Modulus and signum functions

Learn About Modulus and Signum Functions in Detail

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Functions are relations in which each input has a specific output. Let’s learn about two of the most commonly used types of functions i.e., Modulus and Signum functions with examples for better understanding.

A modulus function gives back an integer or variable’s absolute value. It generates the magnitude of the variable count. An absolute value function is another name for it. No matter what input was provided to this function, the outcome is always positive (+). It is represented as y = |x|. Plotting such graphs is also a simple process, where the domain is all input values, say x (all real numbers), and the range is all function values (y = f(x) = all positive real numbers and 0). 

The Signum function, which has attributes +1 for positive input values and -1 for negative input values, assists in finding the sign of a real value function. The signum function has several applications in physics and engineering and is widely used in AI for prediction.

Let us learn more about the Modulus and Signum function, then the steps to find the inverse function.

Concepts of Modulus Function

If each element of a non-empty set X has just one image or range to a non-empty set Y, the relation ‘f’ is called a function. Modulus function f(x) of x is defined as follows:

f(x) = |x|


y = |x|

Where f: R→R and x ∈ R

And |x| gives modulus of x.

If x is positive, then the function f(x) returns only x. If x is negative, the magnitude of x will be the output of x. As a result, we can rename the modulus function:

f(x)= x or -x,

if x≥0 or x<0 respectively

According to the aforementioned statement, the modulus function accepts the real value if x is higher than or equal to 0. If the value of x is less than zero, the function minus the actual values. Let us look at few examples to help us understand:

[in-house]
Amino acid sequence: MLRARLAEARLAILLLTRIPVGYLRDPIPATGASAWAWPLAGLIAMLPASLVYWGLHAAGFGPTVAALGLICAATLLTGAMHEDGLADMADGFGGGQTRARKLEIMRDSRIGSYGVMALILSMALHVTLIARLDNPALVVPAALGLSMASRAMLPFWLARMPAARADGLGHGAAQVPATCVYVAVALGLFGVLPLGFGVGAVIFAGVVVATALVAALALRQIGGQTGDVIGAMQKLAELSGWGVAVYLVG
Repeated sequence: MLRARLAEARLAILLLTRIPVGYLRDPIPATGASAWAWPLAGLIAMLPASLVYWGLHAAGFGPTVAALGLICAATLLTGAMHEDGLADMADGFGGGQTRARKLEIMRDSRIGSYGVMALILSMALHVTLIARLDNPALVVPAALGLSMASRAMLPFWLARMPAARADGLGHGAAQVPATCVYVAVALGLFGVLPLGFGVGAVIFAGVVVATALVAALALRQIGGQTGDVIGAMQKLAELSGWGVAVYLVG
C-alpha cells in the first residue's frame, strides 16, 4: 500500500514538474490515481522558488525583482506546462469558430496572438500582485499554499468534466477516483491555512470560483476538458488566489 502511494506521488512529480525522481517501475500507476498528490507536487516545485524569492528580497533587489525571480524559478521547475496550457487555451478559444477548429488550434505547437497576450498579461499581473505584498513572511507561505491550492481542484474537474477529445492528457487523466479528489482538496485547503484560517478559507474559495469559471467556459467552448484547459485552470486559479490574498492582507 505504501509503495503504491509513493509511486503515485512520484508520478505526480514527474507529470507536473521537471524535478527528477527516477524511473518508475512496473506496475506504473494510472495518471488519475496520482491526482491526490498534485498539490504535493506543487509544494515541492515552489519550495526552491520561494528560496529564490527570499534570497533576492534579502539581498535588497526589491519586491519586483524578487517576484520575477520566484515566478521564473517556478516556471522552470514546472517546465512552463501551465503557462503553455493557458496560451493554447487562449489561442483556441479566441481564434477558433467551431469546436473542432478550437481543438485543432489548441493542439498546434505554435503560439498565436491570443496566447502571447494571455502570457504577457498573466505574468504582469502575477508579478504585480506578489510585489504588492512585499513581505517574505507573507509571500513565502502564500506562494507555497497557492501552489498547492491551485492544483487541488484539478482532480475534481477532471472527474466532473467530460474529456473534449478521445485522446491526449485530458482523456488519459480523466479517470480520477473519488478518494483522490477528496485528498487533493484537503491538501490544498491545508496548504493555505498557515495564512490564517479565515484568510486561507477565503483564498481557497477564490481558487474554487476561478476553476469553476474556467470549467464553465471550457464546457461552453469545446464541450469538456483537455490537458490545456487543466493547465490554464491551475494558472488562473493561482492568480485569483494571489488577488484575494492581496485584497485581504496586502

If x = -5, then y = f(x) = – (-5) = 5, since x is less than zero

If x = 10, then y = f(x) = 10, since x is greater than zero

If x = 0, then y = f(x) = 0, since x is equal to zero

Modulus Function Graph

Let us now look at how to graph a modulus function. Consider x to be a variable with values ranging from -5 to 5. When the modulus is calculated for positive values of ‘x,’ the line plotted in the graph is ‘y = x,’ and when the modulus is calculated for negative values of ‘x,’ the line displayed in the graph is ‘y = -x.’

f(x) = |x|54321012345

Modulus Function Graph:

Concepts of Signum Function

Let us learn more about the signum function and its graph.

What Is Signum Function?

The signum function returns the sign for the given x values. For x values greater than zero, the output is +1, for x values less than zero, the output is -1, and for x values equal to zero, the output is zero. 

Sgm(f(x))= +1, -1 or 0, 

if x>0, x<0 or x=0 respectively.

The signum function is an odd function that differs from the Trigonometric sine function.

Graph of Signum function

Simply entering some real number values and getting their corresponding images is the simplest way to construct the graph of any real-valued function. We can plot the input and output values on a graph if we have both of them.

Let’s look at a few example sets to draw the graph of the Signum function.



Consequently, the graph of the Signum function appears as follows:

Signum Function graph

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